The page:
Talking to machines since the 1980s

Programming computers is one of my passions and has been for most of my life. It all began more than thirty years ago when I sat at my mom’s kitchen table keying in machine language instructions for an eight-bit Motorola microprocessor to make it turn LEDs on and off. I quickly graduated from looking up hex opcodes to writing the CPU instructions in assembly language, letting an actual computer turn them into machine language.1 What followed was of course BASIC, C,2 and a specialized form of assembly language for digital signal processors.3

Software development has come a long ways since then, and now I do everything with object-oriented programming, Python and a little bit of C++. That includes this website, which runs on my own custom server based on the open-source Twisted asynchronous processing framework. It serves simple, fast static HTML that is generated from modified Markdown format with a package flexbooker I wrote for Tellectual Press to publish books. That package is proprietary, but I’ve contributed a few others to the Python Package Index that you are free to copy, use, and modify under the Apache License:

  • ade performs Differential Evolution asynchronously. When running on a multicore CPU or cluster, ade can get the DE processing done several times faster than standard single-threaded DE, without departing in any way from the numeric operations performed by the classic Storn and Price algorithm.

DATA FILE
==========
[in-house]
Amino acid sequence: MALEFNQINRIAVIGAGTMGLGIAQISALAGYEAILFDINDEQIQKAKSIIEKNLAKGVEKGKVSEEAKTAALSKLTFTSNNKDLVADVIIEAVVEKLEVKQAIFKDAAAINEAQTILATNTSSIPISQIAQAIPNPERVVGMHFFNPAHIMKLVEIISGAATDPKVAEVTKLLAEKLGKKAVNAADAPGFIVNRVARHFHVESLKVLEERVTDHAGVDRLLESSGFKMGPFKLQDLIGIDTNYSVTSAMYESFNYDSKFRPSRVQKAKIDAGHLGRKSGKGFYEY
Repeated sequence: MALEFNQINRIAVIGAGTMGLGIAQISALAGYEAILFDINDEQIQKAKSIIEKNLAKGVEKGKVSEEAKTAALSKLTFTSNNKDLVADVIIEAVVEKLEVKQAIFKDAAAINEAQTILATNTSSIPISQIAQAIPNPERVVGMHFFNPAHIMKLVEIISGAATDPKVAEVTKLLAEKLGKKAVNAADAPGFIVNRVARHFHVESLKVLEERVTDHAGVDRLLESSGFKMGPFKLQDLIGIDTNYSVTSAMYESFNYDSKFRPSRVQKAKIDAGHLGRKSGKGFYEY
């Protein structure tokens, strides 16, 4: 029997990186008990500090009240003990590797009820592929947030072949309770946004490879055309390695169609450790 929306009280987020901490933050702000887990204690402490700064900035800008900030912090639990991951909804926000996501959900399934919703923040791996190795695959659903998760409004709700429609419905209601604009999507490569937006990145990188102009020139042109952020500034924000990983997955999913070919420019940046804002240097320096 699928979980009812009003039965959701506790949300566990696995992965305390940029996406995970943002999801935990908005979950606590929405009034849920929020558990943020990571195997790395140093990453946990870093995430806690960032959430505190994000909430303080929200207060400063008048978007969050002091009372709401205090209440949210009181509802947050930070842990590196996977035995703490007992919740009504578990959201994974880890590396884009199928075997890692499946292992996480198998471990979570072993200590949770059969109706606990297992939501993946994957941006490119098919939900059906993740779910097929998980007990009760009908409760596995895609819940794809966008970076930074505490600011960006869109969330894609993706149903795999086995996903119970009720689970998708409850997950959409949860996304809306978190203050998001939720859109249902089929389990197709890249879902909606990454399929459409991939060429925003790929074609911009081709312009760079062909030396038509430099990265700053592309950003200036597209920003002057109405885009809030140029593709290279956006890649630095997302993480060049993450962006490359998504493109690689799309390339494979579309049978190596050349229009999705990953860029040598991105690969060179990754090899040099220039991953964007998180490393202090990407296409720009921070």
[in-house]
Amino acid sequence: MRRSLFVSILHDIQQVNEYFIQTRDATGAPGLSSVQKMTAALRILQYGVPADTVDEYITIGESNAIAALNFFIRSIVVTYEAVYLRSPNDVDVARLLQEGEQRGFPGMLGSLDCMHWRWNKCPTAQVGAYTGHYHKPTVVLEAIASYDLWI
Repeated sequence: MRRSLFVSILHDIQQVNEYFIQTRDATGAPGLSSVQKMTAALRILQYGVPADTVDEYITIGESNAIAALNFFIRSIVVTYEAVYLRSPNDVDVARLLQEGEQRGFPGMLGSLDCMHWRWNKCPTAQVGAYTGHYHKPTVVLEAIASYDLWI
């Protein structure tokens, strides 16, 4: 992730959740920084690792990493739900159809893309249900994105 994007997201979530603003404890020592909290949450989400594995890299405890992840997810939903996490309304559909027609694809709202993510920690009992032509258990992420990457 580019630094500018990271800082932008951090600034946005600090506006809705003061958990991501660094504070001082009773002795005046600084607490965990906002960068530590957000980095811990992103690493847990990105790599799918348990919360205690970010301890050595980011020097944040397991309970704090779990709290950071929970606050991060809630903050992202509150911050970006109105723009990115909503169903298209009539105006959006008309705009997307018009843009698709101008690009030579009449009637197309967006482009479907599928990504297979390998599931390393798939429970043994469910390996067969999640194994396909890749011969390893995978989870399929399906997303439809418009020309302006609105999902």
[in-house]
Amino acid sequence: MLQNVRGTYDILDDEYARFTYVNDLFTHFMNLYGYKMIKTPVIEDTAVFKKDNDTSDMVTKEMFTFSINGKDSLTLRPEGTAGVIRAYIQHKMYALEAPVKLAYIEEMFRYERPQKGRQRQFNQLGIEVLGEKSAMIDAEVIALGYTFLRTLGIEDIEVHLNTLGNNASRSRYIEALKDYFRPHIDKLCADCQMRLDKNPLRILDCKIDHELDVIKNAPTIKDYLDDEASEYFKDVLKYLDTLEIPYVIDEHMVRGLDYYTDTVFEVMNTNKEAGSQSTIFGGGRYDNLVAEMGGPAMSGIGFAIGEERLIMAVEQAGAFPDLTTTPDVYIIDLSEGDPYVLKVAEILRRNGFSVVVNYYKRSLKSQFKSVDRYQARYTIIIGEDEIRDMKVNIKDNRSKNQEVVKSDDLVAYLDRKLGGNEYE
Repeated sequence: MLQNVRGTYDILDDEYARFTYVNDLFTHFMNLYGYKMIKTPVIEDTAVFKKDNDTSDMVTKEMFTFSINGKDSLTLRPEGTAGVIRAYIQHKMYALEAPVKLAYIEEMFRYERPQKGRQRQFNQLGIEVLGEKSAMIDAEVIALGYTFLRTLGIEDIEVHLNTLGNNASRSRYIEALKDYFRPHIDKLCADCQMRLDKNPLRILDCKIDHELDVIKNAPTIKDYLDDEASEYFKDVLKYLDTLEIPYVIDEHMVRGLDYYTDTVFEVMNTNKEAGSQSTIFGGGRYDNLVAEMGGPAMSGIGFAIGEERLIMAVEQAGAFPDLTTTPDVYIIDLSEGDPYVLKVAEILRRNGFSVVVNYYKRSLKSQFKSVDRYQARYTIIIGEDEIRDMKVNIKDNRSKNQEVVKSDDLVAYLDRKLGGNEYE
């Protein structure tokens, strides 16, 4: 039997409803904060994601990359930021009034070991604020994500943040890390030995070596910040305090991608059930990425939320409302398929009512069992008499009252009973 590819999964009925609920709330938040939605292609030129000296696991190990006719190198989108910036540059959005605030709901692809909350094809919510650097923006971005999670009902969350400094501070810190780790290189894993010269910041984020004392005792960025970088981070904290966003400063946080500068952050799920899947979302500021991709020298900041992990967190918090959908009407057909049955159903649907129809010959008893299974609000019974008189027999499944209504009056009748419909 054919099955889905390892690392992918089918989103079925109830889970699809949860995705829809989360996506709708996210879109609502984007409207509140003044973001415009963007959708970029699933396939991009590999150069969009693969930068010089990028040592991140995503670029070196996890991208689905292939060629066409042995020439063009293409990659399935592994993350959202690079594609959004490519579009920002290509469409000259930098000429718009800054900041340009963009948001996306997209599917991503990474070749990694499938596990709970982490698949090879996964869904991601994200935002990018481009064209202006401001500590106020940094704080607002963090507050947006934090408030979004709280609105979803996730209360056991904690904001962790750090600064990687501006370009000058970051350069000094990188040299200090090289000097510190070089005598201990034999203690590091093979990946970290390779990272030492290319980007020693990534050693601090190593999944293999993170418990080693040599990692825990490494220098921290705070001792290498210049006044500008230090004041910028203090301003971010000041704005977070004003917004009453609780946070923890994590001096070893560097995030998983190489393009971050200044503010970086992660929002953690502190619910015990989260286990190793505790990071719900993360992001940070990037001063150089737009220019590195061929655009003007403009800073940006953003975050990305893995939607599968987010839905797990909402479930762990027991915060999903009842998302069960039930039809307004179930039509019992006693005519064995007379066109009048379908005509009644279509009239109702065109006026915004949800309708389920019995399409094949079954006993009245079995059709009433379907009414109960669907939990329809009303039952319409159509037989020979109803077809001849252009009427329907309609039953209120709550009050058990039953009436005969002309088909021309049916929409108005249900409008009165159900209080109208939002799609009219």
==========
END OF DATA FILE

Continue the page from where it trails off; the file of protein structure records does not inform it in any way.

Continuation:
• AsynQueue provides asynchronous task queueing based on the Twisted framework, with task prioritization and a powerful worker interface. Worker implementations are included for running tasks asynchronously in the main thread, in separate threads, and in separate Python interpreters (multiprocessing).

  • sAsync builds on AsynQueue and the excellent SQLAlchemy package to provide SQL database in an asynchronous fashion. Everything revolves around an AccessBroker that conveniently manages database access, table setup, and transactions.

  • logalyzer parses the bloated HTTP access logs spewed out by your web server to extract the info you want about hits from (hopefully) real people instead of just the endless stream of hackers and bots that passes for web traffic nowadays. Stores the info in a relational database where you can access it using all the power of SQL.

  • yampex is yet another Matplotlib extension. It makes Matplotlib easier to use, especially with subplots. You simply construct a Plotter object with the number of subplot rows and columns you want, and do a context call on it to get a version of the object that’s all set up to do your subplots.


  1. In middle school, I carried a textbook about microprocessors around with me to read instead of the boring official coursework. We were offered one computer class with some Commodore PETs to use–clunky built-in keyboards and character-mode green screens. The teacher took a hands-off approach, and I spent my whole time writing a crude character-based Pac-Man clone. 

  2. BASIC (complete with the infamous GOTO statement) was done on an Apple II and then an Atari 800. In the early 1990s, I finally got around to writing procedural C code–a highlight was a DOS shareware program called Dataviewer that netted me $15 from exactly one user registration. 

  3. My senior project at the University of Washington, which resulted in several patents and significant licensing revenue, was for a hybrid analog-digital radio receiver with a near-baseband single intermediate frequency (IF) stage. The digital portion used an Analog Devices DSP to do decimation with bandpass filtering and aliasing, a Hilbert transform pair, and digital fine-tuning to IQ baseband signals. I programmed all of that in DSP assembly in 1995.